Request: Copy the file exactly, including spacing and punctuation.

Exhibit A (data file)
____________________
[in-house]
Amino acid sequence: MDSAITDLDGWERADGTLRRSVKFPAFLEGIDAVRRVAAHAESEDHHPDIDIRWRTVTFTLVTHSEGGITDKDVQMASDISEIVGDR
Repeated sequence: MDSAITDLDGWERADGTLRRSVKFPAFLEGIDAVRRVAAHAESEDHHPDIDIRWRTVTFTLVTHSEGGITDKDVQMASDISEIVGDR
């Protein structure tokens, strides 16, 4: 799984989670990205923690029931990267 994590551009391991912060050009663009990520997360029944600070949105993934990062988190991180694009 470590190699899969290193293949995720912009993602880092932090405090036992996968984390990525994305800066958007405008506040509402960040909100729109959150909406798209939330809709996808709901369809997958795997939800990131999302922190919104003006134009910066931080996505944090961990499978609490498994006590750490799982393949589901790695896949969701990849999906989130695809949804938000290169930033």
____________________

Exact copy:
[in-house]
Amino acid sequence: MDSAITDLDGWERADGTLRRSVKFPAFLEGIDAVRRVAAHAESEDHHPDIDIRWRTVTFTLVTHSEGGITDKDVQMASDISEIVGDR
Repeated sequence: MDSAITDLDGWERADGTLRRSVKFPAFLEGIDAVRRVAAHAESEDHHPDIDIRWRTVTFTLVTHSEGGITDKDVQMASDISEIVGDR
């Protein structure tokens, strides 16, 4: 799984989670990205923690029931990267 994590551009391991912060050009663009990520997360029944600070949105993934990062988190991180694009 470590190699899969290193293949995720912009993602880092932090405090036992996968984390990525994305800066958007405008506040509402960040909100729109959150909406798209939330809709996808709901369809997958795997939800990131999302922190919104003006134009910066931080996505944090961990499978609490498994006590750490799982393949589901790695896949969701990849999906989130695809949804938000290169930033």